For Progress includes Order, but Order does not include Progress. If we intend to comprise in the idea of Order all that society requires from its government which is not included in the idea of Progress, we must define Order as the preservation of all kinds and amounts of good which already exist, and Progress as consisting in the increase of them. The British government is thus a representative government in the correct sense of the term: and the powers which it leaves in hands not directly accountable to the people can only be considered as precautions which the ruling power is willing should be taken against its own errors. It is both more favourable to present good government, and promotes a better and higher form of national character, than any other polity whatsoever. Deductive or a priori reasoning, Mill thinks, is similarly empty.
But though a necessary condition, this is not the object of government. To which we may answer, that whenever it ceases to be true that mankind, as a rule, prefer themselves to others, and those nearest to them to those more remote, from that moment Communism is not only practicable, but the only defensible form of society; and will, when that time arrives, be assuredly carried into effect. In this, Mill's theories mirror the philosophy of the United States: that majority should rule but that the minority should always be protected. The failure of any of these conditions renders a form of government, whatever favourable promise it may otherwise hold out, unsuitable to the particular case. But the distinction is nevertheless real, because this is only one of the means by which political institutions improve or deteriorate the human mind, and the causes and modes of that beneficial or injurious influence remain a distinct and much wider subject of study. All arguments grounded on probable dangers fall dead and meaningless on the minds of those who have the physical force.
Their improvement cannot come from themselves, but must be superinduced from without. A much weaker party in all other elements of power may greatly preponderate when the powers of government are thrown into the scale; and may long retain its predominance through this alone: though, no doubt, a government so situated is in the condition called in mechanics unstable equilibrium, like a thing balanced on its smaller end, which, if once disturbed, tends more and more to depart from, instead of reverting to, its previous state. They may be stopped short at any point in their progress by defective adaptation of their government to that particular stage of advancement. He rejects a mixed government as being driven by corruption. In the modern Kingdom of Greece, for example, it can hardly be doubted, that the placehunters who chiefly compose the representative assembly, though they contribute little or nothing directly to good government, nor even much temper the arbitrary power of the executive, yet keep up the idea of popular rights, and conduce greatly to the real liberty of the press which exists in that country. And vice versâ, all errors in finance and taxation which obstruct the improvement of the people in wealth and morals, tend also, if of sufficiently serious amount, positively to impoverish and demoralize them. A certificate of having passed through a complete course of instruction at any place of education publicly recognised as one where the higher branches of knowledge are taught, should confer a plurality of votes; and there ought to be an organization of voluntary examinations throughout the country agreeably to the precedent set by the middle-class examinations so wisely and virtuously instituted by the University of Oxford at which any person whatever might present himself, and obtain, from impartial examiners, a certificate of his possessing the acquirements which would entitle him to any number of votes, up to the largest allowed to one individual.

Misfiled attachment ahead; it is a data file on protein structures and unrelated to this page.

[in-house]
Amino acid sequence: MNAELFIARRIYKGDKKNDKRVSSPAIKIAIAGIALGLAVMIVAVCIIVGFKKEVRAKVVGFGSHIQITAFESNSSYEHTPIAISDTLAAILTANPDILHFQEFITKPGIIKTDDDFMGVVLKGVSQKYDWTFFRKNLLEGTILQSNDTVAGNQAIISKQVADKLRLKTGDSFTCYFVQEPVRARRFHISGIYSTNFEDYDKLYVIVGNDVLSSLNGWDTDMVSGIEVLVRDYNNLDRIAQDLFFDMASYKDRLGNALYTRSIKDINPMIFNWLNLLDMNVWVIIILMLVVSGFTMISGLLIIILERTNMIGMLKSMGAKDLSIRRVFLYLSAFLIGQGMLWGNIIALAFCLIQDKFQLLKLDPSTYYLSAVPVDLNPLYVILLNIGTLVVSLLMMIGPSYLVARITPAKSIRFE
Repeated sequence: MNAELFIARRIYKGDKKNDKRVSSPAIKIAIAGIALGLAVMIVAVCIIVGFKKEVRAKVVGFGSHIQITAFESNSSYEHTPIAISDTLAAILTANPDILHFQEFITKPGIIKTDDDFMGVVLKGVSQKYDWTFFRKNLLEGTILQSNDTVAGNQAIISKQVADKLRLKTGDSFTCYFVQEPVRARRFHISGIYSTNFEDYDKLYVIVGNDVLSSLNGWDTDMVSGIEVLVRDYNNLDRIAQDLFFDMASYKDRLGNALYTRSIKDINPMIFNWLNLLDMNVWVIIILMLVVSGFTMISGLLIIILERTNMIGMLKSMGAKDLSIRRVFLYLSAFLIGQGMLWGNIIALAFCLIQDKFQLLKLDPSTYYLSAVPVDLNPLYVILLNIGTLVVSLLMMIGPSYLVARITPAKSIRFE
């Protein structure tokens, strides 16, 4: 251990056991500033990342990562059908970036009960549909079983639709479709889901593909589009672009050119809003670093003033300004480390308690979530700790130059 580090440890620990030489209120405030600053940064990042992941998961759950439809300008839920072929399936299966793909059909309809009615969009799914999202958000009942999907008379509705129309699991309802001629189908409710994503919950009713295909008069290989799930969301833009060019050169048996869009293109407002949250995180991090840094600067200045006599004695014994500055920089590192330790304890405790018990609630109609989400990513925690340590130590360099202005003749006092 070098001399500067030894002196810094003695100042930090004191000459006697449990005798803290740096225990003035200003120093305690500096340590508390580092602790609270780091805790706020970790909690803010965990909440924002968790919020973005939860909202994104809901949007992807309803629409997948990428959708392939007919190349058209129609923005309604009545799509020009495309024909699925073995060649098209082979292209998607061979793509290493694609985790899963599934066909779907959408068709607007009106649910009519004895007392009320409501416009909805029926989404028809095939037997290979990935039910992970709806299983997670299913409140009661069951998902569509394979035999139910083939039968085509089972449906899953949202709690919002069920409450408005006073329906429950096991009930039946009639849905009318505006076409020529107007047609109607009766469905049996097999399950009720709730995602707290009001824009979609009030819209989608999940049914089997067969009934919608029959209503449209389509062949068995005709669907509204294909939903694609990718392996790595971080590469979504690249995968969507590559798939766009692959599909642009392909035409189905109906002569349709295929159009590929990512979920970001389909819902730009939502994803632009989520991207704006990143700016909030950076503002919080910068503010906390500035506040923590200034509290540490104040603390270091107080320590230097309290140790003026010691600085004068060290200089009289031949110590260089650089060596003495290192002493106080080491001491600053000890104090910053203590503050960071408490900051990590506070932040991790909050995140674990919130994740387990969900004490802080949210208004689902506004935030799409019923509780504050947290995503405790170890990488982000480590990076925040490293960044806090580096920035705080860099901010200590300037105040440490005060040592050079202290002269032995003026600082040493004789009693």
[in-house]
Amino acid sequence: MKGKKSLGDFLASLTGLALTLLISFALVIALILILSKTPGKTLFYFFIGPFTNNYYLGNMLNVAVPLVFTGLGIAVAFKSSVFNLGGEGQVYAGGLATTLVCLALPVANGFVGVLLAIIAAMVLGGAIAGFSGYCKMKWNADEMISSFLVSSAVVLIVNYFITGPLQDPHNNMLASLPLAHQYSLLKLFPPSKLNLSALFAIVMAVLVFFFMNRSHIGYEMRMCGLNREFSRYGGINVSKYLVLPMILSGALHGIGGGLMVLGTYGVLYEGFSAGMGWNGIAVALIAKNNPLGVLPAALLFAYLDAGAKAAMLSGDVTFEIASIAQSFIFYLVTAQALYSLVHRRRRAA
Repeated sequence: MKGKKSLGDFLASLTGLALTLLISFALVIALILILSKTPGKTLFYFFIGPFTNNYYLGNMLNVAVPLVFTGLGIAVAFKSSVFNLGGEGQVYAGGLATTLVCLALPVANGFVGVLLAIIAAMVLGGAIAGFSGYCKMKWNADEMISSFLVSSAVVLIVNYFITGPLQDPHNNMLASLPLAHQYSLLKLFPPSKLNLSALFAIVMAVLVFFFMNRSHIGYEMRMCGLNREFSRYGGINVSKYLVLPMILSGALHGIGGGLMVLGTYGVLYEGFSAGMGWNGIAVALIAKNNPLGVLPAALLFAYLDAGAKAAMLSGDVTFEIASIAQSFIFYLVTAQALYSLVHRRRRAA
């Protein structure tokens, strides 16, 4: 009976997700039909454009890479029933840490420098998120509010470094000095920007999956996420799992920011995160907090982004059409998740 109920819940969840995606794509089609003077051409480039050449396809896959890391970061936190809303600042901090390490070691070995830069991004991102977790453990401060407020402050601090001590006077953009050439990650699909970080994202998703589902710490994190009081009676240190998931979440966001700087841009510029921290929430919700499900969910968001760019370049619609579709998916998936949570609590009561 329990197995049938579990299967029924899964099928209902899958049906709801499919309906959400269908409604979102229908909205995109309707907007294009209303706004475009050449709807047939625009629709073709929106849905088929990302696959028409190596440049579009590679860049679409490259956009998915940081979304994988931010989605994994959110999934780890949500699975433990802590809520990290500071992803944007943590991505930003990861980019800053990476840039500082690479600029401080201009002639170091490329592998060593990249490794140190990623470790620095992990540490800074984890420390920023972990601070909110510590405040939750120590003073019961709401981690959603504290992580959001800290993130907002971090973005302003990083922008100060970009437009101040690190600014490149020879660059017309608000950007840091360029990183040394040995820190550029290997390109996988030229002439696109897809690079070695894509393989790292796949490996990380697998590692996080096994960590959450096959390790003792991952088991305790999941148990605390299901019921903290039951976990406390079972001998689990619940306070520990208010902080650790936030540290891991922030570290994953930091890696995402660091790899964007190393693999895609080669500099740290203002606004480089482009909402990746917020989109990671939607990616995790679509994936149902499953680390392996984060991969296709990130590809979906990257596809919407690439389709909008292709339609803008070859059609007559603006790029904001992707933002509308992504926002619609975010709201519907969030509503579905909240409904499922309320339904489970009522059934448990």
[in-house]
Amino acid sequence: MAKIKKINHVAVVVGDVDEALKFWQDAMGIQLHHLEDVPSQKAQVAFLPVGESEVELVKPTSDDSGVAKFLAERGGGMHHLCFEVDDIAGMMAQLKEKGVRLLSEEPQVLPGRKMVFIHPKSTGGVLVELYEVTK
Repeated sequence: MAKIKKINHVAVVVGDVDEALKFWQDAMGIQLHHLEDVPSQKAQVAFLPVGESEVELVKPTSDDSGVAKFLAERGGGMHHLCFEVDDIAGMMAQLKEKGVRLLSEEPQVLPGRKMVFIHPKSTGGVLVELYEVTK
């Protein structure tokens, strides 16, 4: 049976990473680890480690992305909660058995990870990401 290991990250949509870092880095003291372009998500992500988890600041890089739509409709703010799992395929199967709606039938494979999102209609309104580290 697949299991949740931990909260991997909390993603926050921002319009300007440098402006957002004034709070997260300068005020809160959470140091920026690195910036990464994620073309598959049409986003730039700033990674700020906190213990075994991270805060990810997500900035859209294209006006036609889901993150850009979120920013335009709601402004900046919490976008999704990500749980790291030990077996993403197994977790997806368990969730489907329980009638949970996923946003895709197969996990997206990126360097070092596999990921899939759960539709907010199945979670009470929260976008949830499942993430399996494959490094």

Moral law is always valid, though not always kept. All these evils have been, and many of them still are, produced by the sinister interests of kings and aristocracies, where their power is sufficient to raise them above the opinion of the rest of the community; nor is it rational to expect, as a consequence of such a position, any other conduct. But, at Venice, though the privileged order was numerous, the actual management of affairs was rigidly concentrated in a small oligarchy within the oligarchy, whose whole lives were devoted to the study and conduct of the affairs of the state. Conduciveness to Progress, thus understood, includes the whole excellence of a government. Austin has claims to an attentive hearing which cannot be lightly estimated. No considerable section of existing political men desire more; and the active force out of doors is wanting to enable them to carry it if they did.